The Glaucoma Research Foundation and the American Diabetes Association suggest a number of tips to help safeguard and improve the eye sight of those concerned with developing glaucoma and cataracts.  Among them:

*Get regular eye checkups because eye diseases don’t always have symptoms. African Americans over age 35 should get a comprehensive dilated eye exam at least once every two years. If you have diabetes, you need an eye exam at least once a year. Ask your doctor how often you should have your eyes checked;

*Protect your eyes from the sun with sunglasses and a hat;

*Don’t smoke. If you smoke, try to quit;

*Control your blood pressure; and

*Eat healthy foods, including lots of fruits and green leafy vegetables.

Following the call for holistic eating practices to combat eye conditions, JoAnn A. Giaconi, a physician with the American Glaucoma Society also advocates a diet of foods that appear sight-protective including fresh oranges, peaches, spinach and collard greens and kale.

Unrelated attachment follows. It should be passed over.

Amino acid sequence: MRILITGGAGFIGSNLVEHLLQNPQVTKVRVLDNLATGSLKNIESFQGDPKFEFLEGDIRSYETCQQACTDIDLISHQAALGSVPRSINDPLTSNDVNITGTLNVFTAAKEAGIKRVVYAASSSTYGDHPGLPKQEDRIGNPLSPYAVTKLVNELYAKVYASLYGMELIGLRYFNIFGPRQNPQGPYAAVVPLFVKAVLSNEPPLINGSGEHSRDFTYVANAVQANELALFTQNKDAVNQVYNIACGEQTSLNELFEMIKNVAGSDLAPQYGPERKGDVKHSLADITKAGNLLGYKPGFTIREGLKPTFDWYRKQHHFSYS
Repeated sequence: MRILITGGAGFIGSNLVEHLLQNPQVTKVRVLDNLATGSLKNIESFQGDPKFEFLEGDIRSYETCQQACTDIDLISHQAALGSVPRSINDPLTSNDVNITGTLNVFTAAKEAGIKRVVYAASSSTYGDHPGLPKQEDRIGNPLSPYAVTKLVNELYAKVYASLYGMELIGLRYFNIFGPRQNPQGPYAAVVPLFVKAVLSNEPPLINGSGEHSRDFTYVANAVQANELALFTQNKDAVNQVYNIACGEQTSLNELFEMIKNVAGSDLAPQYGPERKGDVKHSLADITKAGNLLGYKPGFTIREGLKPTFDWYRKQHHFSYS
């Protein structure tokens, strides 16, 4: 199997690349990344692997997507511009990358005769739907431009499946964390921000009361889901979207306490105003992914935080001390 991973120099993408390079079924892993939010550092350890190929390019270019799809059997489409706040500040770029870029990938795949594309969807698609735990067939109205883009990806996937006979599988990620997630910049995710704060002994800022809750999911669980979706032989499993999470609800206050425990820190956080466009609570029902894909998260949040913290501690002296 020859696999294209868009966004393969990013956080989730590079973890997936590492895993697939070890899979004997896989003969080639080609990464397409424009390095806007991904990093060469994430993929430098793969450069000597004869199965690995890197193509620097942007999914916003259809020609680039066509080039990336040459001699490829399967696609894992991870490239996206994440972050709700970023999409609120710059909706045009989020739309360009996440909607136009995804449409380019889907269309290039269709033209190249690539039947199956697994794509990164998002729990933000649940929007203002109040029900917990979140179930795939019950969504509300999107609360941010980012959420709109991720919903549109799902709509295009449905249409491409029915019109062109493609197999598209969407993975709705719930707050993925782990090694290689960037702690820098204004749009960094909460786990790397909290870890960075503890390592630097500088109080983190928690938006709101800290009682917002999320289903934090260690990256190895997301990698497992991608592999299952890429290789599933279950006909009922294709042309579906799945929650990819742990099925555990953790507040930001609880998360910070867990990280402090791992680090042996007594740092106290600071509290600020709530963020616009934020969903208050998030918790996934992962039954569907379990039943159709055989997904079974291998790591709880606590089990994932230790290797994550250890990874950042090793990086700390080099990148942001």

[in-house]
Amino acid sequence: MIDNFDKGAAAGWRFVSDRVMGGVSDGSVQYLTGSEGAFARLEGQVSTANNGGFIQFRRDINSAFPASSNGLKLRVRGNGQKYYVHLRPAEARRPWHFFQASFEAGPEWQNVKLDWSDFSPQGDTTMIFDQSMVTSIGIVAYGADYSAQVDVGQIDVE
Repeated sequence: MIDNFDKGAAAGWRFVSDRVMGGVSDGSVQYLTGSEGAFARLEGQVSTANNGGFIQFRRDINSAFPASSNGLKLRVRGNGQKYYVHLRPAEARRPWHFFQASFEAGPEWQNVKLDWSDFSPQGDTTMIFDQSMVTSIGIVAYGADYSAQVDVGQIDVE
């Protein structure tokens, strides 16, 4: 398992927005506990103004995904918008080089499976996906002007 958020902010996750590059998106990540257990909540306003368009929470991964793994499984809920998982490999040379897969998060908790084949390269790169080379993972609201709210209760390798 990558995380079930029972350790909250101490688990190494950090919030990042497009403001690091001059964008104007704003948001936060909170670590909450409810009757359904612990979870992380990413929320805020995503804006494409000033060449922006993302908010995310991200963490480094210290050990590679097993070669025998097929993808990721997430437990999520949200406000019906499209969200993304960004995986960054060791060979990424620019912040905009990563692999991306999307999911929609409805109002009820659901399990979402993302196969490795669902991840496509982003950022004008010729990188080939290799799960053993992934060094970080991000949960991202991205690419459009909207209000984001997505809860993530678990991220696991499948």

Of the 584 Black women participating in Giaconi’s recent study of osteoporotic fractures, she found that glaucoma was diagnosed in at least one eye in 77 participants.  Correlations between food intake and glaucoma were evaluated and she found that eating three or more servings of fruit or fruit juices daily decreased the odds of Black women developing glaucoma by 79 percent. More than two servings per week of fresh oranges and peaches also significantly decreased the chance of developing glaucoma.

Additionally, eating one serving of collard greens or kale decreased the odds of glaucoma by 57 percent.

“The antioxidants in the fruits and vegetables that we eat can potentially block oxidation stress that can lead to cell damage in glaucoma,” Giaconi said.

The Glaucoma Research Foundation found evidence that regular exercise can reduce eye pressure on its own, and can also have a positive impact on other glaucoma risk factors including diabetes and high blood pressure.  In a recent study, people with glaucoma who exercised regularly for three months reduced their IOPs an average of 20 percent; those riding stationary bikes 4 times per week for 40 minutes saw measurable improvements in eye pressure and physical conditioning; and glaucoma patients who walked briskly 4 times per week for 40 minutes were able to lower their IOP enough to eliminate the need for beta blockers.